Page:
Women who accused Jeffrey Epstein of sexually assaulting them can begin filing claims and collecting compensation from his estate, valued at more than $600 million.
The compensation fund opened Thursday after months of back-and-forth between the estate and the U.S. Virgin Islands, where Epstein owned property and took many of the girls and young women he was accused of attacking. The final hurdle was cleared after the estate agreed to set aside funds for future claims, from the Virgin Islands or elsewhere, and strengthened rules to protect the women’s rights and privacy.
The program “provides the victims who were sexually abused by Jeffrey Epstein an opportunity to resolve their claims outside of court, beyond the glare of public proceedings and without the cost and confrontation of litigation,” Jordana Feldman, the fund’s administrator, said at a news conference. She said no amount of money could undo their suffering but that the confidential program offered “some measure of justice and validation.”
Among the details she cited: There is no cap on claims, and claimants who, as teens, recruited other girls to Epstein’s circle under duress may be considered.
The latter provision reflects “what we had heard and learned from many of the victims’ lawyers,” Feldman said, “which was that recruitment web of girls telling their friends, ‘You know, hey, you can make some money.’”
Virgin Islands Attorney General Denise George had blocked an earlier proposal by Epstein’s estate, questioning its demand that those who received money from the fund agree to a broad liability waiver. An accord was reached after the estate agreed not to use information the victims provided to defend itself against any other claims that might be filed.
Epstein enjoyed assets spanning at least two continents, including a private island and boatyard in the Virgin Islands, palatial homes in Florida, New York and Paris, and a sprawling ranch in New Mexico. He was listed as the owner of at least half a dozen companies. Epstein killed himself in a Manhattan jail last August after his arrest on federal sex-trafficking charges. At the time of his death, he also had cars, yachts and airplanes registered in his name.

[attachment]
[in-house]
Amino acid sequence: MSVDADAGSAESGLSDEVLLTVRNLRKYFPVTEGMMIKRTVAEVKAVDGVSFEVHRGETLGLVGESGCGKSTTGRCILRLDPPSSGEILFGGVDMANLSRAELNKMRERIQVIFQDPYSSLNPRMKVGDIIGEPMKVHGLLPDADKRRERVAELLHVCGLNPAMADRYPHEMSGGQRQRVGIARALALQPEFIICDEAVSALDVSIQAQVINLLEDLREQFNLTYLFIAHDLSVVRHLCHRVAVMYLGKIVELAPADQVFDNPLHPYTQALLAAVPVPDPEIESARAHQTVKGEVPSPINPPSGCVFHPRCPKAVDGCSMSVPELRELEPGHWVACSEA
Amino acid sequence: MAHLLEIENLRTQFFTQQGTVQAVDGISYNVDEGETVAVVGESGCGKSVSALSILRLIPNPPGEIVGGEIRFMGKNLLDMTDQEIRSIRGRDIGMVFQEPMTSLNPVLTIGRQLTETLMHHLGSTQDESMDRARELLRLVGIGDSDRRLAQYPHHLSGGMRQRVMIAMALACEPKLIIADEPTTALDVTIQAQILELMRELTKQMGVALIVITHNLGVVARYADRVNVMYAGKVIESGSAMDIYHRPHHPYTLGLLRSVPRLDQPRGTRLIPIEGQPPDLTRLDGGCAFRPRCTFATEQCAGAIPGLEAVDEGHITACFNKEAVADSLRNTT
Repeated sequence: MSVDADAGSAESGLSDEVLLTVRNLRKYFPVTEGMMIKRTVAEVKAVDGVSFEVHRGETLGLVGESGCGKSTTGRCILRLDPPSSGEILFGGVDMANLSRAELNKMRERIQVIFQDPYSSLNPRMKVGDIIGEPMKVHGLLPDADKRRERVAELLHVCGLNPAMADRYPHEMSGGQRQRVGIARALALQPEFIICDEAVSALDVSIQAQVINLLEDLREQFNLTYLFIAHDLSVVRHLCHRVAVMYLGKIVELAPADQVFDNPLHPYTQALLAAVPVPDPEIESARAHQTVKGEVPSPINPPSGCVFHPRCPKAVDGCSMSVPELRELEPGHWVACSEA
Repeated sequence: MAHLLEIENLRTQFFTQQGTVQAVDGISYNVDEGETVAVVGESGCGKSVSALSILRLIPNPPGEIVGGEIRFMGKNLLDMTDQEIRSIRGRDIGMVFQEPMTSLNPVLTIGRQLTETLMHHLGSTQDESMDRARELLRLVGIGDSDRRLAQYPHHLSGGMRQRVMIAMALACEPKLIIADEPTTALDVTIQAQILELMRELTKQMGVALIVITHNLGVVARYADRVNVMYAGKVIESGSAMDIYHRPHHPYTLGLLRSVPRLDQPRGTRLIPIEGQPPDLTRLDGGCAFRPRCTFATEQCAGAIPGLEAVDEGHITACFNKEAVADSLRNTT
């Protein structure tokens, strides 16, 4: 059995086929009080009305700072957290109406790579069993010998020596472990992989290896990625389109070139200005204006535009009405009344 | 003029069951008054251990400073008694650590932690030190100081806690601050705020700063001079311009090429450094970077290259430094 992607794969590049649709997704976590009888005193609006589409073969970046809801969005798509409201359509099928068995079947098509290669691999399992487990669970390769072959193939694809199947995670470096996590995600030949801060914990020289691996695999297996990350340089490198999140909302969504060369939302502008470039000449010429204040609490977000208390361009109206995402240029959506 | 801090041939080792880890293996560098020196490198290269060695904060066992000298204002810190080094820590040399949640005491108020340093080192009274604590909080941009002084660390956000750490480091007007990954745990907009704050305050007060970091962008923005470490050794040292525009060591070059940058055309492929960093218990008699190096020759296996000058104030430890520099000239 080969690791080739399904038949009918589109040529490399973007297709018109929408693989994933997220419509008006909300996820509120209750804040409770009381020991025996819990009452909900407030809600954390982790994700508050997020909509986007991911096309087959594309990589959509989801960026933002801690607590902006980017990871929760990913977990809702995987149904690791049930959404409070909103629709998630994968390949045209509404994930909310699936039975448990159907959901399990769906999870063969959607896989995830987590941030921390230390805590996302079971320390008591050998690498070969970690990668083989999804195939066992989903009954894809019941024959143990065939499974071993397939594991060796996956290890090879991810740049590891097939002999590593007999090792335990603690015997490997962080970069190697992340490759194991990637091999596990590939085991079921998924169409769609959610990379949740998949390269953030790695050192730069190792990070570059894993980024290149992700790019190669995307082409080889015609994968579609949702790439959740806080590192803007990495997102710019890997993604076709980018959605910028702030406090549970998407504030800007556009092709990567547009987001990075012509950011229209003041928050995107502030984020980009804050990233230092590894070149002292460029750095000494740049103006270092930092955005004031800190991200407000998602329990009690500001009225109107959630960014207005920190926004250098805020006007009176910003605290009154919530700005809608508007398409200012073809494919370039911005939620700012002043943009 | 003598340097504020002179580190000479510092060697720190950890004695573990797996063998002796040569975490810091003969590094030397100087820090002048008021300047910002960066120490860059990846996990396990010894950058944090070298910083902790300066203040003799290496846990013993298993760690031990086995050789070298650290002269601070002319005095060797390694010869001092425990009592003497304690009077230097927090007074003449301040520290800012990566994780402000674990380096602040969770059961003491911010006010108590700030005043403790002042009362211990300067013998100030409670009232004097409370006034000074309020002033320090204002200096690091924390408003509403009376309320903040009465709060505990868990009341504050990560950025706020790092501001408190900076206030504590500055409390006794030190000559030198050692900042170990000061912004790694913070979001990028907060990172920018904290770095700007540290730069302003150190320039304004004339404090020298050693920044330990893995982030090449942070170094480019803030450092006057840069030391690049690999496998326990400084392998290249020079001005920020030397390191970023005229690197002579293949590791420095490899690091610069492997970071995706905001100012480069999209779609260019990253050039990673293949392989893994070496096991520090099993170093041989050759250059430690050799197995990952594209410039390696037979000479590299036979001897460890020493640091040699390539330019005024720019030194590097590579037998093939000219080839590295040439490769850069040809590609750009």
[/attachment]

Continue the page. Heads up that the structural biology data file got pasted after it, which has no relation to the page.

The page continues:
Those applying to the compensation program could collect payouts in the millions of dollars from the estate, which has been valued at about $630 million. The program won’t limit an accuser’s ability to share information with law enforcement or anyone else, Feldman said. The program can be accessed by a website, and claims can be made through March 25, 2021.
Feldman described it as an alternative to litigation that doesn’t have the barriers of a civil claim, such as a statute of limitations or prior settlements.
The program, which worked with George and lawyers representing more than 70 accusers, was designed by Feldman, Kenneth Feinberg and Camille Biros. Feinberg and Feldman oversaw the compensation fund for people killed in the September 2001 terrorist attacks. Feinberg and Biros designed and administered a fund for sexual abuse claims against the Catholic Church.
More than three dozen women have filed lawsuits in federal and state courts seeking damages from Epstein’s estate. Lawyers for many of the women have said in court filings that their clients would consider participating in a compensation fund if it protected their privacy and was administered fairly.
More must-read stories from Fortune:
- Why black-owned businesses were hit the hardest by the pandemic
- 6 reasons Boeing’s financial picture may be brighter than most assume
- Looking to invest in companies that care about equality? This NAACP-backed ETF may be the answer
- The insurance case that helped end the slave trade
- This was the most out-of-stock product on websites in May